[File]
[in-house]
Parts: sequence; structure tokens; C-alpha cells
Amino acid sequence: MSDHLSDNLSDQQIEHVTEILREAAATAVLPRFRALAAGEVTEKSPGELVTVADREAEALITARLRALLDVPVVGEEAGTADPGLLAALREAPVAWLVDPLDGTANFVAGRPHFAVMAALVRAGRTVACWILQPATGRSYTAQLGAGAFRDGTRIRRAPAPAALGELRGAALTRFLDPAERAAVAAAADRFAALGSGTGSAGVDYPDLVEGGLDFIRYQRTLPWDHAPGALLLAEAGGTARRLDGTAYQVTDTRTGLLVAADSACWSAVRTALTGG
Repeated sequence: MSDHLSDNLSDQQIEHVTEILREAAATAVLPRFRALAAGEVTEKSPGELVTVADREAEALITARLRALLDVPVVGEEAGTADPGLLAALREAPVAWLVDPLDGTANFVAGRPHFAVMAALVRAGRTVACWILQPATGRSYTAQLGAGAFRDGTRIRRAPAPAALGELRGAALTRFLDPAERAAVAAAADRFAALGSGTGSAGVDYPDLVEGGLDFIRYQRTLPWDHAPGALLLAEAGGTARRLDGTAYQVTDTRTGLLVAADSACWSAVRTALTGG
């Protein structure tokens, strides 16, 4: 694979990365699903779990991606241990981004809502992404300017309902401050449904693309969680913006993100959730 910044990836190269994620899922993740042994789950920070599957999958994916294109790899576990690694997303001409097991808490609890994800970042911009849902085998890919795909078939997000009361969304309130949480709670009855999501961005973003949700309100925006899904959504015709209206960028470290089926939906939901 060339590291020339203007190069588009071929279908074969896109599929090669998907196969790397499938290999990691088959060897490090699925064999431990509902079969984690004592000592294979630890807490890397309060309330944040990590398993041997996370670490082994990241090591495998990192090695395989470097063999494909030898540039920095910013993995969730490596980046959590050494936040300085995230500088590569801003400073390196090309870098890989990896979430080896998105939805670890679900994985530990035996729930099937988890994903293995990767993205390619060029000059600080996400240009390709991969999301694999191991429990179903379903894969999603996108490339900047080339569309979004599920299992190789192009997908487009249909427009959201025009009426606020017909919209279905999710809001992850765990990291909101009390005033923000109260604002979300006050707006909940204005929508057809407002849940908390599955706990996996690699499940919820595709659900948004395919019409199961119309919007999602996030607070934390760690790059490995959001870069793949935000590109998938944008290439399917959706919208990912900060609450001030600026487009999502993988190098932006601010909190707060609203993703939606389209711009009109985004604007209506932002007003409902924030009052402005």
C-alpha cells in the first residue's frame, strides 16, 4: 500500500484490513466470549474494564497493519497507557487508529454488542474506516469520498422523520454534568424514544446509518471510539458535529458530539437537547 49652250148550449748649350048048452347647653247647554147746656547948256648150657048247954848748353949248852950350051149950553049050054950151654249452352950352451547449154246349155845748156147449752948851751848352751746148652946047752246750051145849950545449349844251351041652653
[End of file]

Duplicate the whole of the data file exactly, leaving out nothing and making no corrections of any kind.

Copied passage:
[in-house]
Parts: sequence; structure tokens; C-alpha cells
Amino acid sequence: MSDHLSDNLSDQQIEHVTEILREAAATAVLPRFRALAAGEVTEKSPGELVTVADREAEALITARLRALLDVPVVGEEAGTADPGLLAALREAPVAWLVDPLDGTANFVAGRPHFAVMAALVRAGRTVACWILQPATGRSYTAQLGAGAFRDGTRIRRAPAPAALGELRGAALTRFLDPAERAAVAAAADRFAALGSGTGSAGVDYPDLVEGGLDFIRYQRTLPWDHAPGALLLAEAGGTARRLDGTAYQVTDTRTGLLVAADSACWSAVRTALTGG
Repeated sequence: MSDHLSDNLSDQQIEHVTEILREAAATAVLPRFRALAAGEVTEKSPGELVTVADREAEALITARLRALLDVPVVGEEAGTADPGLLAALREAPVAWLVDPLDGTANFVAGRPHFAVMAALVRAGRTVACWILQPATGRSYTAQLGAGAFRDGTRIRRAPAPAALGELRGAALTRFLDPAERAAVAAAADRFAALGSGTGSAGVDYPDLVEGGLDFIRYQRTLPWDHAPGALLLAEAGGTARRLDGTAYQVTDTRTGLLVAADSACWSAVRTALTGG
């Protein structure tokens, strides 16, 4: 694979990365699903779990991606241990981004809502992404300017309902401050449904693309969680913006993100959730 910044990836190269994620899922993740042994789950920070599957999958994916294109790899576990690694997303001409097991808490609890994800970042911009849902085998890919795909078939997000009361969304309130949480709670009855999501961005973003949700309100925006899904959504015709209206960028470290089926939906939901 060339590291020339203007190069588009071929279908074969896109599929090669998907196969790397499938290999990691088959060897490090699925064999431990509902079969984690004592000592294979630890807490890397309060309330944040990590398993041997996370670490082994990241090591495998990192090695395989470097063999494909030898540039920095910013993995969730490596980046959590050494936040300085995230500088590569801003400073390196090309870098890989990896979430080896998105939805670890679900994985530990035996729930099937988890994903293995990767993205390619060029000059600080996400240009390709991969999301694999191991429990179903379903894969999603996108490339900047080339569309979004599920299992190789192009997908487009249909427009959201025009009426606020017909919209279905999710809001992850765990990291909101009390005033923000109260604002979300006050707006909940204005929508057809407002849940908390599955706990996996690699499940919820595709659900948004395919019409199961119309919007999602996030607070934390760690790059490995959001870069793949935000590109998938944008290439399917959706919208990912900060609450001030600026487009999502993988190098932006601010909190707060609203993703939606389209711009009109985004604007209506932002007003409902924030009052402005």
C-alpha cells in the first residue's frame, strides 16, 4: 500500500484490513466470549474494564497493519497507557487508529454488542474506516469520498422523520454534568424514544446509518471510539458535529458530539437537547 49652250148550449748649350048048452347647653247647554147746656547948256648150657048247954848748353949248852950350051149950553049050054950151654249452352950352451547449154246349155845748156147449752948851751848352751746148652946047752246750051145849950545449349844251351041652653